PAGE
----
Over the past few weeks I’ve been keeping an eye on what’s been happening with some new developments, extended stories, or stuff that just appears out of nowhere. It’s time to report back to bring you all up to speed.
First up is the situation that occurred when Google decided that no one (except Outlook Web App users) would be all that bothered if they deprecated the showModalDialog method and stopped using it in their Chrome browser. Version 37 duly appeared and OWA users (for Exchange 2010, 2013, and Online) found that common operations like adding an attachment to a message no longer worked. Well, we’re now up to version 40 and Google hasn’t backed down. I guess no one thought that they would as they seem to pay little attention to the concerns about this issue voiced in the Chromium forum. On-premises users have to deploy the registry hack that keeps showModalDialog alive while Office 365 users see some relief in recent changes Microsoft has made to OWA where new UI removes the need for the offending method. Or just use Internet Explorer or Firefox and all is well.
Also on the topic of Chrome, I should note that version 40 (64 bit) has done nothing whatsoever to cure the problem with Lync meeting URLs. Clicking on a link that leads to a Lync meeting is supposed to allow you to join the meeting, but it doesn’t with Chrome. At least, I can’t make it. As you’d expect, Internet Explorer works correctly, so it’s an issue with Chrome that has appeared since they shipped the 64-bit version of the browser last September.
Update (December 17): Microsoft has updated Lync to inform users that Chrome no longer supports Lync web components... Jeez...
Moving on to everyone's favorite mobile operating system, the problems noted after iOS 8 appeared are being worked through slowly as Apple and Microsoft tease out who is responsible for the individual problems. Microsoft has updated KB3015401 with the latest status on some issues and the general guidance is that if your iOS users are having calendar or email issues when connecting to Exchange, you might want to check that KB first and if you don't find the problem listed there, you should contact Apple and report the problem to them.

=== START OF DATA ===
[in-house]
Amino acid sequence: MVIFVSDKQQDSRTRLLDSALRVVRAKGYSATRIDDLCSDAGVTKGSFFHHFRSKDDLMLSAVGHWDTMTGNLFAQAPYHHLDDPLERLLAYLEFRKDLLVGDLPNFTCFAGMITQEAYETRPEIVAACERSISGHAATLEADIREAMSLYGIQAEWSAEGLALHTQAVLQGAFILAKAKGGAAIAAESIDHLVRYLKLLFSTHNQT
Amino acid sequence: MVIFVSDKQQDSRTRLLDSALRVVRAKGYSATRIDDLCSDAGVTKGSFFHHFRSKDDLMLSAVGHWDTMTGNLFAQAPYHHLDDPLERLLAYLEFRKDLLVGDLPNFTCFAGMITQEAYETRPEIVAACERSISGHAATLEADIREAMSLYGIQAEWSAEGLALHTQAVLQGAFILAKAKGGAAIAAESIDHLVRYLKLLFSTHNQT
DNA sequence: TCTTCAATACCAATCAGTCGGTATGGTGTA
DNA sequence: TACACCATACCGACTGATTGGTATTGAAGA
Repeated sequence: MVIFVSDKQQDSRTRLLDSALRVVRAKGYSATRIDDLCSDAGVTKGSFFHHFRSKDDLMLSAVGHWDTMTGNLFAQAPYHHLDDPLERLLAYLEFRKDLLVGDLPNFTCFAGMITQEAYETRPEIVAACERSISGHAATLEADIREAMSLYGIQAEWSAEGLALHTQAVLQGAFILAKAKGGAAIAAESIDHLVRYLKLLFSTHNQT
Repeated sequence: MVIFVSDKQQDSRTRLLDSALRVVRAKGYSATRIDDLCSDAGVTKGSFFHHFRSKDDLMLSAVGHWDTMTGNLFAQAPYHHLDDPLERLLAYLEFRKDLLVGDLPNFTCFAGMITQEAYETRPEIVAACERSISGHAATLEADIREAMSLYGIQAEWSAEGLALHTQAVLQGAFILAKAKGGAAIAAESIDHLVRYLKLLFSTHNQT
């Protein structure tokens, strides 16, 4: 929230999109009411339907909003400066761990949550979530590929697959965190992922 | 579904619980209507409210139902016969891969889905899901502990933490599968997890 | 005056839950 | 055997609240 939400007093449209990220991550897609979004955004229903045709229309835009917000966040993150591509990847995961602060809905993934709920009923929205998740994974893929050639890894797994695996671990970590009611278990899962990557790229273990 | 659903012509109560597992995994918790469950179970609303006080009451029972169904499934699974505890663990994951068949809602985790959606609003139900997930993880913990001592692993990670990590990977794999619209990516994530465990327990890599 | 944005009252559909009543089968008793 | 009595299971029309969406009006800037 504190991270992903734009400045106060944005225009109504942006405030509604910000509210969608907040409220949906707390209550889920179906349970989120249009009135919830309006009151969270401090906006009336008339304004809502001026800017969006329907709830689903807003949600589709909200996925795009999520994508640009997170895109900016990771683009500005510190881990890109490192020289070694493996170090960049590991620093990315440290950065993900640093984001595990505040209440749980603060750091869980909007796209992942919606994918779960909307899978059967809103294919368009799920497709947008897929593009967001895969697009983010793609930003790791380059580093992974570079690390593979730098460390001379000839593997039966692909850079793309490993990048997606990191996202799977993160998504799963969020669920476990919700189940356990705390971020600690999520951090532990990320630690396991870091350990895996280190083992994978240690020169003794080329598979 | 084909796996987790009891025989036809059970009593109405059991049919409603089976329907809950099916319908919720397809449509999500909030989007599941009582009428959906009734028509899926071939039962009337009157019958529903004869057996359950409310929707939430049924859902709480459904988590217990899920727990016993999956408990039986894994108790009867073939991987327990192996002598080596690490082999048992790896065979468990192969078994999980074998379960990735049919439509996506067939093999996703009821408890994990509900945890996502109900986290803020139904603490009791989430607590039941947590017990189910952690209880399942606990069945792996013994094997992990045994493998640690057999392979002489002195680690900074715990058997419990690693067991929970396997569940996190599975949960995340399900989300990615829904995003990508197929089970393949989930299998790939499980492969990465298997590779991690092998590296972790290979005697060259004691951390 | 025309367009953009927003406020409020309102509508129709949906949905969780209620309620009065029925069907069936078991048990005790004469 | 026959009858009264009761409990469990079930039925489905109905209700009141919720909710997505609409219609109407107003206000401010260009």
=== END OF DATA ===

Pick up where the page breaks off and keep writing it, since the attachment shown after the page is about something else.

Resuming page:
As you might know, I rather like Office 365 Groups and consider them a suitable long-term replacement for the kind of hacked-together discussion and archive solution that we’ve had with a combination of old-style distribution groups and public folders for years.
Sure, Microsoft launched Groups without any thought to how they might be managed, but that seems to be the way that new stuff is launched in the world of Internet-driven get-the-features-out-fast of software development we live in today.
The speed to get Groups out the door might have contributed to the major issue that occurred when the development group discovered that the way the “Files” functionality was implemented was insecure. No one likes insecurity and the development group quite correctly took steps to fix the problem. The only thing was that they didn’t tell anyone and made the change in a way that disrupted user access to data held in the Files section of Groups (which are labeled as OneDrive for Business but might be a special SharePoint team site). In short, the episode was a classic example of badly communicated and managed change. Thankfully, a fix is now in place.